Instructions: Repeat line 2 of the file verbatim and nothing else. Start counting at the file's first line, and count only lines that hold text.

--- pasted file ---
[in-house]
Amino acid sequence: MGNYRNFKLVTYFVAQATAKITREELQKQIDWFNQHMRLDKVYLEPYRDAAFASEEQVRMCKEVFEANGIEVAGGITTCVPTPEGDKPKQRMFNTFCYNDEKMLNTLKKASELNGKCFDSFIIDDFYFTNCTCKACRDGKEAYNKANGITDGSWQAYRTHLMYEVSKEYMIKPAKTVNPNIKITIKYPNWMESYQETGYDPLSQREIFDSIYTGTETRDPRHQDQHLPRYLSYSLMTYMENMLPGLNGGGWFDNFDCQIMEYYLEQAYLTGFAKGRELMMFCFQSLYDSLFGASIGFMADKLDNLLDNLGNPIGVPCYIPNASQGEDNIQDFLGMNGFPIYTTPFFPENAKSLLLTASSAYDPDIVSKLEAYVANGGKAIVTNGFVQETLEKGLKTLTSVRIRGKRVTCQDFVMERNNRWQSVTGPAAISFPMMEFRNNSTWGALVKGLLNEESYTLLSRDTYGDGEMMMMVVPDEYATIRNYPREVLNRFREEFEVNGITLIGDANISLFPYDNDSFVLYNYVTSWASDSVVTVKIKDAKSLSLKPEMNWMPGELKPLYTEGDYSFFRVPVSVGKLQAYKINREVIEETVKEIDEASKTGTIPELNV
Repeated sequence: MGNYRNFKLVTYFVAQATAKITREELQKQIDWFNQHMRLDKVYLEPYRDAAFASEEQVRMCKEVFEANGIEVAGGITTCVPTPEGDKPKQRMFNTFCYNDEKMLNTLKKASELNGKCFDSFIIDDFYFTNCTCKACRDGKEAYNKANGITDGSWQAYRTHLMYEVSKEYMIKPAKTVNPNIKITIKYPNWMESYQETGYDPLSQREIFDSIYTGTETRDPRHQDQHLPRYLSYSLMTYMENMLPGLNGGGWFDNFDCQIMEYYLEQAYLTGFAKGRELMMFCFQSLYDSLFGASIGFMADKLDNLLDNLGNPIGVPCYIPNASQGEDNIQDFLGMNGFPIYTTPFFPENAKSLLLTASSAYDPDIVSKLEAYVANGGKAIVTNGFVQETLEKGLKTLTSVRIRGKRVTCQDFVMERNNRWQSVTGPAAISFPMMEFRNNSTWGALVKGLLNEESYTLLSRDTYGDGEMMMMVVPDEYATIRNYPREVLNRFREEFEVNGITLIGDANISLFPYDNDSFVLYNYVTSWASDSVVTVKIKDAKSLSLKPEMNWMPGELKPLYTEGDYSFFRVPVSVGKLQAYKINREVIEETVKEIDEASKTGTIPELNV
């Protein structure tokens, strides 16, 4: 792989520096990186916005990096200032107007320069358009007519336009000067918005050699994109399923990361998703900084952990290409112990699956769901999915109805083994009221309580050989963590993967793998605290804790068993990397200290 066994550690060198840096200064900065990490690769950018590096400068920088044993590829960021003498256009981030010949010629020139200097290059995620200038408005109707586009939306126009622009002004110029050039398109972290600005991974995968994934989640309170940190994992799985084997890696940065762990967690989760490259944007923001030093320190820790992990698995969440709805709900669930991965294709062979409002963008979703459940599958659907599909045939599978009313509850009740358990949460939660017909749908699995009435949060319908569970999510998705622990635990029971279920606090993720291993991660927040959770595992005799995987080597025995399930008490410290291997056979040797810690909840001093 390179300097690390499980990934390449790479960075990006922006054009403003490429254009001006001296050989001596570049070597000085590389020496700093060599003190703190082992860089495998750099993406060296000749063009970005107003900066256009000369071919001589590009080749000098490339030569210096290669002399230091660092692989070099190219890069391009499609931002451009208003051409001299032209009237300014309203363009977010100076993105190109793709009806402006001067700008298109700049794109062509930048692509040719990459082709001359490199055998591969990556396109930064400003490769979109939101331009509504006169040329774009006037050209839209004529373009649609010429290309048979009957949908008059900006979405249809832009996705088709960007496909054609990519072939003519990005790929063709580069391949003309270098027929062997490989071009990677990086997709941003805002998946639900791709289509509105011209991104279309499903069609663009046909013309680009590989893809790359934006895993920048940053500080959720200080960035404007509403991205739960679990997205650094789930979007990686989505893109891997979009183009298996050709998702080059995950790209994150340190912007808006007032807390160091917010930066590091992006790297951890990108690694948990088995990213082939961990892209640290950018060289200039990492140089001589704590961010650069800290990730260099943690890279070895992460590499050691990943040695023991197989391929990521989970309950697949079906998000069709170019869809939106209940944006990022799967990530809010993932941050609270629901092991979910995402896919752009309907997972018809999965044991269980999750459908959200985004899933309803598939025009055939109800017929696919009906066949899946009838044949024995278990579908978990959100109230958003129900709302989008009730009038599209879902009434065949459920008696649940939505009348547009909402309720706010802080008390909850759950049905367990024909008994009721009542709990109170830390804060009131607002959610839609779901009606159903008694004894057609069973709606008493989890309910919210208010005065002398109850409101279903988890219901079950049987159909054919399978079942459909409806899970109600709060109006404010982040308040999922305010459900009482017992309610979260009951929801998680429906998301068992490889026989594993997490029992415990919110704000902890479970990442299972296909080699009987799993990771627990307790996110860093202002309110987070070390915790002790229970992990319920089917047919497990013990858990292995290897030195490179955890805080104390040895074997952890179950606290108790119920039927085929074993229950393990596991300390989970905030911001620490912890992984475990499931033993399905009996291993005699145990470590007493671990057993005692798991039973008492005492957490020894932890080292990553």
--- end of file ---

Amino acid sequence: MGNYRNFKLVTYFVAQATAKITREELQKQIDWFNQHMRLDKVYLEPYRDAAFASEEQVRMCKEVFEANGIEVAGGITTCVPTPEGDKPKQRMFNTFCYNDEKMLNTLKKASELNGKCFDSFIIDDFYFTNCTCKACRDGKEAYNKANGITDGSWQAYRTHLMYEVSKEYMIKPAKTVNPNIKITIKYPNWMESYQETGYDPLSQREIFDSIYTGTETRDPRHQDQHLPRYLSYSLMTYMENMLPGLNGGGWFDNFDCQIMEYYLEQAYLTGFAKGRELMMFCFQSLYDSLFGASIGFMADKLDNLLDNLGNPIGVPCYIPNASQGEDNIQDFLGMNGFPIYTTPFFPENAKSLLLTASSAYDPDIVSKLEAYVANGGKAIVTNGFVQETLEKGLKTLTSVRIRGKRVTCQDFVMERNNRWQSVTGPAAISFPMMEFRNNSTWGALVKGLLNEESYTLLSRDTYGDGEMMMMVVPDEYATIRNYPREVLNRFREEFEVNGITLIGDANISLFPYDNDSFVLYNYVTSWASDSVVTVKIKDAKSLSLKPEMNWMPGELKPLYTEGDYSFFRVPVSVGKLQAYKINREVIEETVKEIDEASKTGTIPELNV